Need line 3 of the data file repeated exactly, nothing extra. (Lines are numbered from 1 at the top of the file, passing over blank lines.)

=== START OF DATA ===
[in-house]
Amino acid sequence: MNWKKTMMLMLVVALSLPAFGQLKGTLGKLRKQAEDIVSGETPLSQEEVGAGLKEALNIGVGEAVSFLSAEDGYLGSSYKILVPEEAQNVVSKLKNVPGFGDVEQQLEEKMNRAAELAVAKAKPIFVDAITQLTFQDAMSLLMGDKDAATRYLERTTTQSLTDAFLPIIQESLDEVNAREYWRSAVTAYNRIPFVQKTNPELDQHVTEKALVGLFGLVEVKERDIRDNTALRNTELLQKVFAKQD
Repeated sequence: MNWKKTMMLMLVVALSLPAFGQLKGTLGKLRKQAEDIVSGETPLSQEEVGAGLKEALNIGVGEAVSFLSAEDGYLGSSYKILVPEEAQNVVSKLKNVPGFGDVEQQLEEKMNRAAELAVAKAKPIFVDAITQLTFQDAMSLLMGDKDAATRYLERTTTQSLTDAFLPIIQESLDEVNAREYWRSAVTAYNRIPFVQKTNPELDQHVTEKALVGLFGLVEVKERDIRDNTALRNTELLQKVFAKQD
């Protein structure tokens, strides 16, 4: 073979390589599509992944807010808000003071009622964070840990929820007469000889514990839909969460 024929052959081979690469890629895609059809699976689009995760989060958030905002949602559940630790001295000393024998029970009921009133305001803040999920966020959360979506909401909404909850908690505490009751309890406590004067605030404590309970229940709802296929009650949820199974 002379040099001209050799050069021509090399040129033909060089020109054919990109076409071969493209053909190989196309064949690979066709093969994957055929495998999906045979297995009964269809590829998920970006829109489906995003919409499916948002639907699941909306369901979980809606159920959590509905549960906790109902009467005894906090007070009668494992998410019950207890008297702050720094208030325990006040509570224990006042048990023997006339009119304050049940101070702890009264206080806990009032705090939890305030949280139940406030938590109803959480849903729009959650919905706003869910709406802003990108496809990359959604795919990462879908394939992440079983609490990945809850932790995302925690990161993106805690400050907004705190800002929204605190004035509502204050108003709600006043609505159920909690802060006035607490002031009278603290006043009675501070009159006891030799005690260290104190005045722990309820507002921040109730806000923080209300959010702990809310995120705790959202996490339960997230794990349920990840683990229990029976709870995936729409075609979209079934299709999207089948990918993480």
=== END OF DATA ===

Repeated sequence: MNWKKTMMLMLVVALSLPAFGQLKGTLGKLRKQAEDIVSGETPLSQEEVGAGLKEALNIGVGEAVSFLSAEDGYLGSSYKILVPEEAQNVVSKLKNVPGFGDVEQQLEEKMNRAAELAVAKAKPIFVDAITQLTFQDAMSLLMGDKDAATRYLERTTTQSLTDAFLPIIQESLDEVNAREYWRSAVTAYNRIPFVQKTNPELDQHVTEKALVGLFGLVEVKERDIRDNTALRNTELLQKVFAKQD